// - No need for a Data Store

mVortexCreated = VortexCreateApplication("../resources/ExVHLIntegration/ExVHLIntegration.vxc", nullptr, nullptr, nullptr, nullptr);
if (!mVortexCreated)
	throw std::runtime_error("Cannot create Vortex Application with setup \"../resources/ExVHLIntegration/ExVHLIntegration.vxc\".");

// Load the scene, keep the handle for the Unload
mScene = VortexLoadScene("../resources/ExVHLIntegration/Design/ExVHLIntegration.vxscene");
if (mScene == nullptr)
	throw std::runtime_error("Couldn't load scene \"../resources/ExVHLIntegration/Design/ExVHLIntegration.vxscene\".");

// Keep the mechanism references for easier manipulation and rendering.
// Ball mechanism
mBall = VortexGetChildByName(mScene, kBall);
if (mBall == nullptr)
	throw std::runtime_error("Couldn't find Ball Mechanism in scene \"../resources/ExVHLIntegration/Design/ExVHLIntegration.vxscene\".");

// Paddle mechanism
mPaddle = VortexGetChildByName(mScene, kPaddle);
if (mPaddle == nullptr)
	throw std::runtime_error("Couldn't find Paddle Mechanism in scene \"../resources/ExVHLIntegration/Design/ExVHLIntegration.vxscene\".");

// Set the application running flag 
mRunning = true;

As mentioned before, the _events, _update, and _render methods are then called sequentially every iteration. The _events method's main function is to listen for keyboard events and determine if the paddle should be moved to the left or right and store the resulting outcome in some global variables. We won't go into the details of this code here.
The _update method is more interesting, as we can see below. It first determines if the paddle is moving left or right, then it uses a function called VortexSetInputReal whose parameters are the mechanism pointer, a string to the name of a VHL interface under this mechanism, and another string containing the name of the VHL interface element that we want to write to. This simple function allows developers to easily write to any variable that's been added to a VHL interface.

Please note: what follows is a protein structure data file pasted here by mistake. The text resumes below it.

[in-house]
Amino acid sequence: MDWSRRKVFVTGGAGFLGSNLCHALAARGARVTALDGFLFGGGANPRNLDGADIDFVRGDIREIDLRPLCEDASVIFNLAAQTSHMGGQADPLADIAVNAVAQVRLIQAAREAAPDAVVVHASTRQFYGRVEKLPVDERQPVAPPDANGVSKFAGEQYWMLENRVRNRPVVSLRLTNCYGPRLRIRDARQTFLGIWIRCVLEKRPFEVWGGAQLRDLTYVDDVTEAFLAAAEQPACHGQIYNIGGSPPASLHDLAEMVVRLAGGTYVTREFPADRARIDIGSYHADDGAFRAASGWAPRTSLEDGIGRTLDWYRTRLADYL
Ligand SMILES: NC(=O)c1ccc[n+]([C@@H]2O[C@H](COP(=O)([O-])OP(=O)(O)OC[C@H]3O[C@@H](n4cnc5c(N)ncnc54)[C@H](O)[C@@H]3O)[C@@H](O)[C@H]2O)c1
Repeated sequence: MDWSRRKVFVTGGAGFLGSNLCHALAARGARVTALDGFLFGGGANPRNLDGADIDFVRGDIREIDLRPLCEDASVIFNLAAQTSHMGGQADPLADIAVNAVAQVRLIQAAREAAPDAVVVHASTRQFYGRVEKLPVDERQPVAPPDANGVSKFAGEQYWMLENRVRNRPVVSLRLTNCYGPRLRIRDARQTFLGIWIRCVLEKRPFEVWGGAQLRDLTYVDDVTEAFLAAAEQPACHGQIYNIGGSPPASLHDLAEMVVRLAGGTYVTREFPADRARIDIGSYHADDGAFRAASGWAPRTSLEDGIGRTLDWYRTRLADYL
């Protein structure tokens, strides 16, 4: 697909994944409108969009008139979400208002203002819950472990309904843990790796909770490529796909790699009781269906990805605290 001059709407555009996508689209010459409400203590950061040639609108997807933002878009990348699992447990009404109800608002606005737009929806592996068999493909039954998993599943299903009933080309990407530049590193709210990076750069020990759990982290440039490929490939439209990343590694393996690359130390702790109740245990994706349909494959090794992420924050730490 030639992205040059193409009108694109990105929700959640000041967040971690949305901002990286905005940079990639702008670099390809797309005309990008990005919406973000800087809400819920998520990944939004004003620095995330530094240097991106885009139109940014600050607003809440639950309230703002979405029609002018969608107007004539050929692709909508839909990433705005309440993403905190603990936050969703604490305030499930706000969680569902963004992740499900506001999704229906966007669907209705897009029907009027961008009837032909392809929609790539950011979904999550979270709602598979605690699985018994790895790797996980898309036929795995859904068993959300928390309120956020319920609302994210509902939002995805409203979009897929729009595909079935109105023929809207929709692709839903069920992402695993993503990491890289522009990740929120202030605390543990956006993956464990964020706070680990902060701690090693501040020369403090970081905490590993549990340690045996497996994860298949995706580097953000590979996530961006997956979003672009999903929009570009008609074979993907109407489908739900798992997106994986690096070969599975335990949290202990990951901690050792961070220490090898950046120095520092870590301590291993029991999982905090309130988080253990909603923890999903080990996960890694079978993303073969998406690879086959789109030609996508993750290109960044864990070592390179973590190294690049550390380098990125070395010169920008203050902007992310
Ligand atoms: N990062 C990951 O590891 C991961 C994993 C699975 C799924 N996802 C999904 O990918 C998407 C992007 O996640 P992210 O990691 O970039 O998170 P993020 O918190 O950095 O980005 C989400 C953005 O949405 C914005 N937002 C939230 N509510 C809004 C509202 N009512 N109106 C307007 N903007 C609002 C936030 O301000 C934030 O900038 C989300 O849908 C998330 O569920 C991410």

Next up is the VortexUpdateApplication function, which will get Vortex to simulate. If that function returns false, then we set the mRunning variable to false, as it would indicate that the Vortex component has terminated its execution. The mRunning variable is checked every iteration in the exec method to determine if the parent application should exit.
After running the dynamics, we use the _getPosition function to retrieve a position matrix for the ball using the ball mechanism pointer, the name of its VHL interface, and the parameter name for the position in that interface. With this information in hand, the code checks to see if the ball has fallen lower than a certain position and flags the application to exit if that condition is met.

void ExVHLIntegration::_update()
	// User moves the paddle by pressing left or right arrow button. Pressing both will stop the paddle.
	double dir = static_cast<double>( g_inputs.right - g_inputs.left );